Words matter. And the words I wish I had said as I was being taunted on the street are: “I am not an ‘Asian virus.’ I am a human being—a Roman Catholic, Filipino-American, Paulist priest, who was born in Brooklyn.”

I am not an ‘Asian virus.’ I am a human being.

Words matter because of the power they yield. This is one of the first concepts taught by professors of liturgy. I explained this to my students when I was teaching at Santa Clara University in California, always warning them, “Use words wisely!” Our Christian tradition of recognizing the power of words can be traced back to the Old Testament. God spoke us into being in the story of creation. In Psalm 33 we hear: “Let all the earth fear the Lord; let all the inhabitants of the world stand in awe before God. For God spoke, and it came to be; God commanded, and it stood firm.” And let us not forget the words of the prophets. The word prophet comes from the Greek word prophetes: “Pro” means “before, in front of,” and the root of phanai means “to speak.”

Words matter because God’s words and God’s actions were inseparable from each other. As the theologian Mary Catherine Hilkert, O.P., reminds us in her book Naming Grace:

In the minds of the biblical authors God’s mighty actions and God’s word were so closely connected that they had only one word for both—dabar. That word carried a sense of energy of dynamism, like something that pushes or drives one forward. The word of God carried the power of God. It was creative; it brought forth what it promised.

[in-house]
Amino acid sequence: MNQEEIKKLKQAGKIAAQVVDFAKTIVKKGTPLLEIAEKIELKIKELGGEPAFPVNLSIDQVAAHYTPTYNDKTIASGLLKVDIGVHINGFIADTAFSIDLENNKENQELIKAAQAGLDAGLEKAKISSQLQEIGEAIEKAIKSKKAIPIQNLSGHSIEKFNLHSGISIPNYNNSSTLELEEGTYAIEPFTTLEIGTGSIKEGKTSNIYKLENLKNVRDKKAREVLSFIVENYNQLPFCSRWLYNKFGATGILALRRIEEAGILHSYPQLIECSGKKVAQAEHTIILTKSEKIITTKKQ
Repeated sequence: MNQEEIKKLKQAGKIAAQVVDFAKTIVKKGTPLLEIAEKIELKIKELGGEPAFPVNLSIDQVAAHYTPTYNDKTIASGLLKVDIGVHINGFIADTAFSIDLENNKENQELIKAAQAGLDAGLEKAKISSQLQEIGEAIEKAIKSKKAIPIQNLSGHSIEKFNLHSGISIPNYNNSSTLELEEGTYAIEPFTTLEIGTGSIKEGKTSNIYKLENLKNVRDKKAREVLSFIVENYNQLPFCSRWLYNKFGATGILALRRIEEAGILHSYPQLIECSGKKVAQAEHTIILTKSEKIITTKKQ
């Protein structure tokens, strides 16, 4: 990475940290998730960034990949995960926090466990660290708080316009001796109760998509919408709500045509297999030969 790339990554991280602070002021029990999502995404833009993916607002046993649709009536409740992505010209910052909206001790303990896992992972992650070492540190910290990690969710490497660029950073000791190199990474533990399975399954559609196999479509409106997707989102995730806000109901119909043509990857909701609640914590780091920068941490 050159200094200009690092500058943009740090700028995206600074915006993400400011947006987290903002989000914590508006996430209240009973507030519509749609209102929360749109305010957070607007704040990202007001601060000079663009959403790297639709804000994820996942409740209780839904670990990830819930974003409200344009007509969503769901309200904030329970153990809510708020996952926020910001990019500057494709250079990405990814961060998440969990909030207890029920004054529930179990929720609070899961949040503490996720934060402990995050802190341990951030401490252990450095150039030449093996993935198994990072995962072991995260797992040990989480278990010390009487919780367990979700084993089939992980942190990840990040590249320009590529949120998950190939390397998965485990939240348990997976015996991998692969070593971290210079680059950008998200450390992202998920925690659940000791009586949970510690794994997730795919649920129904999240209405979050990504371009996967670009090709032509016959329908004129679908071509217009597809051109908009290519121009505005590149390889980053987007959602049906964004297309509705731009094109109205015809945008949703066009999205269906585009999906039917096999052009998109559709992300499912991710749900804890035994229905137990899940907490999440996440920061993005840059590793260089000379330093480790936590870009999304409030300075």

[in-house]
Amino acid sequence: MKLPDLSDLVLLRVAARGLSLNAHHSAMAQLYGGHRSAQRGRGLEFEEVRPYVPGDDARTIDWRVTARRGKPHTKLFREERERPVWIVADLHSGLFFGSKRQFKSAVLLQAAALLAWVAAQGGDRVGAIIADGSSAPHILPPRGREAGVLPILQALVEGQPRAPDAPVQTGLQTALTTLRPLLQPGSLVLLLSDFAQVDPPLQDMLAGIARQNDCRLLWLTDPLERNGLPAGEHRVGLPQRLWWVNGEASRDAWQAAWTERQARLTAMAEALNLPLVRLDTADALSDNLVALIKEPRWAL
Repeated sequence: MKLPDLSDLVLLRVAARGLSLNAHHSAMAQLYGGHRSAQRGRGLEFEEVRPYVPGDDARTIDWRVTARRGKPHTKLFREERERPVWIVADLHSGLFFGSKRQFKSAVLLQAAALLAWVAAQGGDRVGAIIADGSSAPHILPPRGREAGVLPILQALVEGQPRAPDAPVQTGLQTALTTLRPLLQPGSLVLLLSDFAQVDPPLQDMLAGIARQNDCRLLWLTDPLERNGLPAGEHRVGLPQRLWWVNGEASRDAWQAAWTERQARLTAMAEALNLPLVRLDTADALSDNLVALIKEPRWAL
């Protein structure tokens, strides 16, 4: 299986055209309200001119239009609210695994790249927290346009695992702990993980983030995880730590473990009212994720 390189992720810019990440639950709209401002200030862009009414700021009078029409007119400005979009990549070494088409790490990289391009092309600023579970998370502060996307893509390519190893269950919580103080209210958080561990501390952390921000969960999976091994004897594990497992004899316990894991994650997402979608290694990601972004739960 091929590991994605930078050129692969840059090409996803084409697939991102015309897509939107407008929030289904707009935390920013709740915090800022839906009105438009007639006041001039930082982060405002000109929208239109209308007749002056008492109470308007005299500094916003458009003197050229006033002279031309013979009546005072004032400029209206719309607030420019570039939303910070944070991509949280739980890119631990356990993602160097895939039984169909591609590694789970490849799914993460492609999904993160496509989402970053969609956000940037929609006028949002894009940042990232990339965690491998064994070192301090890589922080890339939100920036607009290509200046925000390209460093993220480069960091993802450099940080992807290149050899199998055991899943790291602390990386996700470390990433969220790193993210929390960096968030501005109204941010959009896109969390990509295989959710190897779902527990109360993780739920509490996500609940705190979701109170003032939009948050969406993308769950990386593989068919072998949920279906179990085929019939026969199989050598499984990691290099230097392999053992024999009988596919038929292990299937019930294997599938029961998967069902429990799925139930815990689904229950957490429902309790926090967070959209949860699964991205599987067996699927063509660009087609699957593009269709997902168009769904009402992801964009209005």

Today, I went for my daily walk wearing black sunglasses, a hat and a scarf. The weather was not that cold, but since the day of the incident I have felt compelled to shroud my ethnicity and particularly my eyes from any potential racist attacks. I have traveled all over the world, yet I have never felt the need to shield my eyes until now, in New York, the city of my birth.

There are no words to sufficiently capture these moments of uncertainty or to soothe my feelings of violation and fear.

As I stood in front of the Lincoln Center plaza, nearly empty and just three blocks from St. Paul the Apostle Church, where I now live, I stared at the grandeur of the Metropolitan Opera House. The Met had only recently announced that it would cancel the remainder of its season. In the unusual stillness, Aaron Copland’s orchestral piece “Quiet City” crept into my head. That I heard only the sounds of these instruments seemed especially appropriate in the moment: I had no words. There are no words to sufficiently capture these moments of uncertainty or to soothe my feelings of violation and fear.

But there will be. New words are needed. These words I write, which give voice to my experience have power but not the power to destroy that was displayed toward me. I hope these words are life-giving. That is what we need as a country, as a global community: words that hold the power to heal beyond hatred, beyond fear, beyond division, beyond anxiety and well beyond our fight against Covid-19.